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Darjeeling municipality starts demolishing illegal building in town

high illegal building in darjeeling town
Beginning on Tuesday, the Darjeeling municipality has started demolishing high rises flouting the building norms laid down in the Bengal Municipal Act, an issue that has been raised by Gorkha Janmukti Morcha president Bimal Gurung in the aftermath of the recent earthquake and landslides. The municipality staff and some workers started dismantling the two floors of an under construction building located between H.D. Lama Road and N.B. Singh Road in the heart of town. The particular building is jointly owned by four persons- Nausad Siddique, Md. Umar, Imran Hingun and Dawa Diki Sherpa. The owners had started fresh constructions after the original structure was completely destroyed in a devastating fire in 2011.
“We have started demolishing buildings that are flouting the B.M. Act. We are doing this after having served notices to the owners,” said Sukhbahadur Biswakarma, the municipality vice-chairman, who is overseeing the dismantling process.
On Monday, the GJM president had raised the issue of illegal high rises that were mushrooming in the hills and asked the municipality to demolish them. “Tourists come to the hills to enjoy the greenery and the beautiful environment. They have lots of buildings in their places and don’t want to see such structures here. The municipality should dismantle all illegal structures. I will see who objects,” he had said in a function in Darjeeling.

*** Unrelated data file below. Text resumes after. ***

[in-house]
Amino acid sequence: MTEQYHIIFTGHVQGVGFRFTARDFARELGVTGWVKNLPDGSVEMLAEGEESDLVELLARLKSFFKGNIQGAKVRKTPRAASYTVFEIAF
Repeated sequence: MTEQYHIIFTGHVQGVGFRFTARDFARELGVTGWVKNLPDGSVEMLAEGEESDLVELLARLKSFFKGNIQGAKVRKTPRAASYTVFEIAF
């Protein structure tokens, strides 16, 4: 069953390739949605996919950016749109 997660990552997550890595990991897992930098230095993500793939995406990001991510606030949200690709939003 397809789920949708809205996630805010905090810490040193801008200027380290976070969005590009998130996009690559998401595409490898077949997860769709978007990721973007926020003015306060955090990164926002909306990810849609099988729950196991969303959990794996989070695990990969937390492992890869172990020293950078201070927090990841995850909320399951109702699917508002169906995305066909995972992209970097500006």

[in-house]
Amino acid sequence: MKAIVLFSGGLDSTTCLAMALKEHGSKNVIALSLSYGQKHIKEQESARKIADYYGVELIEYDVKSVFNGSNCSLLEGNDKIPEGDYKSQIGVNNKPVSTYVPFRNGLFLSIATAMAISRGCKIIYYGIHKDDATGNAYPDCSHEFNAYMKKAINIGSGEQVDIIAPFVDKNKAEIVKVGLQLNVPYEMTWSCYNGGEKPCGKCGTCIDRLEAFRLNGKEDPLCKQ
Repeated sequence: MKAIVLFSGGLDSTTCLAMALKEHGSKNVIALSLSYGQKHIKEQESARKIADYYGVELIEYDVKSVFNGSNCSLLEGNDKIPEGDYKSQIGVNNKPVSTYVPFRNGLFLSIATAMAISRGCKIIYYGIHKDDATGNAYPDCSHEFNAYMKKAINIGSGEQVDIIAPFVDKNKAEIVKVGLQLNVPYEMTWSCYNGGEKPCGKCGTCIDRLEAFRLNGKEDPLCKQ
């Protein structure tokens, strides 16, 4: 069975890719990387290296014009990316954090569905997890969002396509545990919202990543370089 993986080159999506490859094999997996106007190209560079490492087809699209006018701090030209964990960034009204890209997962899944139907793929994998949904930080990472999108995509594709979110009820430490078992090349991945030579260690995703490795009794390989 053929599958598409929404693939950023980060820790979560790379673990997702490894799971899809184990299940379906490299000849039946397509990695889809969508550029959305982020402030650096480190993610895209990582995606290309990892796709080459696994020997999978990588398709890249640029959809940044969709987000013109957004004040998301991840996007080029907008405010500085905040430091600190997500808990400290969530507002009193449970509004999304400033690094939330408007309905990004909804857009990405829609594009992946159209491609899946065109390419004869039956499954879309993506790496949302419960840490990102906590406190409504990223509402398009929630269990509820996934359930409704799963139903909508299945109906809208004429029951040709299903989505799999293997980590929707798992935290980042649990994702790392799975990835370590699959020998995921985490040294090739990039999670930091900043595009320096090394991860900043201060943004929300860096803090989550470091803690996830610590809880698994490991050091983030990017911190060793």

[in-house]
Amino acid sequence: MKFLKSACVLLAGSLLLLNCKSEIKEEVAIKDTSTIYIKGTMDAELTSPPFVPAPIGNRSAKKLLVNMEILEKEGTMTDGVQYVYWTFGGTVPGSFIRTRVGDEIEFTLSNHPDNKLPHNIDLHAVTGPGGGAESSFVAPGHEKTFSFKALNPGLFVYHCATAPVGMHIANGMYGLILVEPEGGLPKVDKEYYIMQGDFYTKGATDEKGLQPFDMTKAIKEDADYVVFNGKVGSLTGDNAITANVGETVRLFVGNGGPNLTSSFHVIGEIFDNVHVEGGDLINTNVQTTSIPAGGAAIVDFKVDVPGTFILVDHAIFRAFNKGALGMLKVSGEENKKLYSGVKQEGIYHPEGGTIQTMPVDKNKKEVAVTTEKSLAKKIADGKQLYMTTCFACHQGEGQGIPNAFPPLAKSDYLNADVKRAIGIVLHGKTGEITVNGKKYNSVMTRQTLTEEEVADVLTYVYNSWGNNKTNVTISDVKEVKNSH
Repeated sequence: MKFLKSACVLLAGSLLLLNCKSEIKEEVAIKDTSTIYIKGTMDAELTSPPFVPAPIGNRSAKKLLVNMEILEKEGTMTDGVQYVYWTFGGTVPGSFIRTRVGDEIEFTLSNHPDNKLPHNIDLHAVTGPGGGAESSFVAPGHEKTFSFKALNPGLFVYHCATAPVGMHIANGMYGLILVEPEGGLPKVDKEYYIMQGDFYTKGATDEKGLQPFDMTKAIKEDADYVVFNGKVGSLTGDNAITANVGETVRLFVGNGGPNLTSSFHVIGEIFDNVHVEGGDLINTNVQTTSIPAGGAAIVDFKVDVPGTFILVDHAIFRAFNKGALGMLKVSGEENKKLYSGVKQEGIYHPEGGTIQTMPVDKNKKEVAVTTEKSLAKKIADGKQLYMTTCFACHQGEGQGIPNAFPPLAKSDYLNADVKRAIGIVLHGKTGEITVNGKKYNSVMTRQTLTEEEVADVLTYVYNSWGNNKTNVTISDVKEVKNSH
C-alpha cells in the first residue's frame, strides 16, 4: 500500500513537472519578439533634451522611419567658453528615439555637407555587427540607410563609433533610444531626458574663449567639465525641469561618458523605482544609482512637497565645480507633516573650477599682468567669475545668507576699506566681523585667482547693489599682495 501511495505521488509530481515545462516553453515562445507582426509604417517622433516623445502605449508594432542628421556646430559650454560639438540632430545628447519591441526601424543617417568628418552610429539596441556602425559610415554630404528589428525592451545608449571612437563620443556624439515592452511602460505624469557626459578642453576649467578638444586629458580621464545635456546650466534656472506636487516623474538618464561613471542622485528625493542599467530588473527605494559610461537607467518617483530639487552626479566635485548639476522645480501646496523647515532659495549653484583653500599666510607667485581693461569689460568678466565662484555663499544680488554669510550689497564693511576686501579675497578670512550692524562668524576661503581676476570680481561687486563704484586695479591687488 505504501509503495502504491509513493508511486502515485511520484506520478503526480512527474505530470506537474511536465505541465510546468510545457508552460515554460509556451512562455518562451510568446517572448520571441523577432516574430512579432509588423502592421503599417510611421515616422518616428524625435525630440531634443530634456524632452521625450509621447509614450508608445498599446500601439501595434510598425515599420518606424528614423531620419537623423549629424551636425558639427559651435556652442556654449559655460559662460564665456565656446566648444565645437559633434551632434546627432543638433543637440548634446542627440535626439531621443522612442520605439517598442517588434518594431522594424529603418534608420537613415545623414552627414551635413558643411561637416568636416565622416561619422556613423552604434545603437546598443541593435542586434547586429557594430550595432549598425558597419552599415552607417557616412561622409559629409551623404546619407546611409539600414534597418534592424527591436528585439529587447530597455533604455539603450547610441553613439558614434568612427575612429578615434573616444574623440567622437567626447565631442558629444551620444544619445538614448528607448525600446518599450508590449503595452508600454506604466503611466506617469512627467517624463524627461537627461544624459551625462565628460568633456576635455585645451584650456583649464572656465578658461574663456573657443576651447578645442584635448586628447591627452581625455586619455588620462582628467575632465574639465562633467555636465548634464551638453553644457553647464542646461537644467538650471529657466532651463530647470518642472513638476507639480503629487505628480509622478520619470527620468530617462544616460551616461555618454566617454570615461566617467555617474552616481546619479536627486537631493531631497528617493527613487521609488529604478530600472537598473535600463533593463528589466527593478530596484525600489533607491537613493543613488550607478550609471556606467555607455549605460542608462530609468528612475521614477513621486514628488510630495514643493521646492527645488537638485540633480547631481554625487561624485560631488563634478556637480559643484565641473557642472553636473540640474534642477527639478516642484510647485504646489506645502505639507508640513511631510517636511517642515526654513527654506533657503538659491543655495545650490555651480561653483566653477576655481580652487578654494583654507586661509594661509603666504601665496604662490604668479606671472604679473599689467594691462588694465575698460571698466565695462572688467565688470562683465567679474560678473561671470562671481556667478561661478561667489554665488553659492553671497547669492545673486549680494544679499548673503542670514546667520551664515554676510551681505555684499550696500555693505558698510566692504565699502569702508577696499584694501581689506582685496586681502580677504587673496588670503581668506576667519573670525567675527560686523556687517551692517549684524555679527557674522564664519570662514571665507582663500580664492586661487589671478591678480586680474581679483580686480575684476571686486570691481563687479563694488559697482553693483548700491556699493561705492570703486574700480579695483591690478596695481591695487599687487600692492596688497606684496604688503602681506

In fact, Gurung specifically pointed out to the two floors of the building that was started being dismantled on Tuesday. The GJM president, who will be leaving for Delhi on August 1, had even said that he himself would demolish the structure upon his return, if it was found that no steps had been taken by the municipality.
The municipality started a survey in all the wards in Darjeeling after the Nepal earthquake and the recent landslides that claimed 32 lives in the hills. “We started the survey of buildings that have been constructed above the permissible height of 11.5 meters in the hills. We had issued notices to the owners of the buildings but they did not respond or stop construction work. We had given permission for only 11.5 meters, which roughly translates to a ground floor and three floors above. That is why we have started demolishing the illegal structure,” Biswakarma said.
The civic body started the survey from June 9, focusing in the town areas and this will extend in all the 28 wards in Darjeeling. “So far we have issued 61 notices to owners of buildings that have been found violating building norms. At the moment I cannot segregate the notices but they pertain to violations such as illegal construction of additional floors and walls and encroachment among other factors. Our survey is still in progress and only after we complete it will we be able to provide the numbers,” said Prashant Rai, the municipal engineer.
When contacted for his comment, Umar said, “What can I say but let the law take its course. If it (building) is illegal then let them dismantle it.” The other owners, however, did not take calls with one of them (Siddique) saying he was in a meeting and could not talk at the moment.
Sources in the municipality said that so far, according to the survey, 18 buildings in and around town have been found to have flouted the permissible limit of 11.5 meters in the hilly region.
“The survey is in progress but we have already found several buildings that have violated the norms. However, the good thing is that some of owners that are building structures are themselves demolishing the illegal portions,” he said.(EOI)

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